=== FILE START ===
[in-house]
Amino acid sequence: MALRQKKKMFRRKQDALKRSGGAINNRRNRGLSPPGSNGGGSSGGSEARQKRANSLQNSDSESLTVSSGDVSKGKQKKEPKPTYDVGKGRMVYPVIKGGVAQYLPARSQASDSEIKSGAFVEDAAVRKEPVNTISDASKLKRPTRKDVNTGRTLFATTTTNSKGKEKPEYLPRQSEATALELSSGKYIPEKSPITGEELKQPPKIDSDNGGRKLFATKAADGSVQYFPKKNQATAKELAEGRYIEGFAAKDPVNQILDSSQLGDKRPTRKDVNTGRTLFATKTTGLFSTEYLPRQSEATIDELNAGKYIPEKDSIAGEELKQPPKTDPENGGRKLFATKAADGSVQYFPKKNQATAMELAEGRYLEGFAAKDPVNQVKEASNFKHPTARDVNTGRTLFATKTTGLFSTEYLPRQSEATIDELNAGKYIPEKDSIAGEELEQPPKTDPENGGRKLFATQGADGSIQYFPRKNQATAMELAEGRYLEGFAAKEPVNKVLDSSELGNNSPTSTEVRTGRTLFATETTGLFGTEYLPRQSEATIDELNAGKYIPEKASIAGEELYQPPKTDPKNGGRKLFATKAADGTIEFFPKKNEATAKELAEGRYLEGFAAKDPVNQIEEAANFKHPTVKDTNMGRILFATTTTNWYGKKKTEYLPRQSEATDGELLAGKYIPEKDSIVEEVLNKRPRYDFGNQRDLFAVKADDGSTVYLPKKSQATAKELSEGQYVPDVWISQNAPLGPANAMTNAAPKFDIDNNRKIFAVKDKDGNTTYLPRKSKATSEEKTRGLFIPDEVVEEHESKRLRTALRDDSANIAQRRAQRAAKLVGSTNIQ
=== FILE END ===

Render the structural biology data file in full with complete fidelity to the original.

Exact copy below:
[in-house]
Amino acid sequence: MALRQKKKMFRRKQDALKRSGGAINNRRNRGLSPPGSNGGGSSGGSEARQKRANSLQNSDSESLTVSSGDVSKGKQKKEPKPTYDVGKGRMVYPVIKGGVAQYLPARSQASDSEIKSGAFVEDAAVRKEPVNTISDASKLKRPTRKDVNTGRTLFATTTTNSKGKEKPEYLPRQSEATALELSSGKYIPEKSPITGEELKQPPKIDSDNGGRKLFATKAADGSVQYFPKKNQATAKELAEGRYIEGFAAKDPVNQILDSSQLGDKRPTRKDVNTGRTLFATKTTGLFSTEYLPRQSEATIDELNAGKYIPEKDSIAGEELKQPPKTDPENGGRKLFATKAADGSVQYFPKKNQATAMELAEGRYLEGFAAKDPVNQVKEASNFKHPTARDVNTGRTLFATKTTGLFSTEYLPRQSEATIDELNAGKYIPEKDSIAGEELEQPPKTDPENGGRKLFATQGADGSIQYFPRKNQATAMELAEGRYLEGFAAKEPVNKVLDSSELGNNSPTSTEVRTGRTLFATETTGLFGTEYLPRQSEATIDELNAGKYIPEKASIAGEELYQPPKTDPKNGGRKLFATKAADGTIEFFPKKNEATAKELAEGRYLEGFAAKDPVNQIEEAANFKHPTVKDTNMGRILFATTTTNWYGKKKTEYLPRQSEATDGELLAGKYIPEKDSIVEEVLNKRPRYDFGNQRDLFAVKADDGSTVYLPKKSQATAKELSEGQYVPDVWISQNAPLGPANAMTNAAPKFDIDNNRKIFAVKDKDGNTTYLPRKSKATSEEKTRGLFIPDEVVEEHESKRLRTALRDDSANIAQRRAQRAAKLVGSTNIQ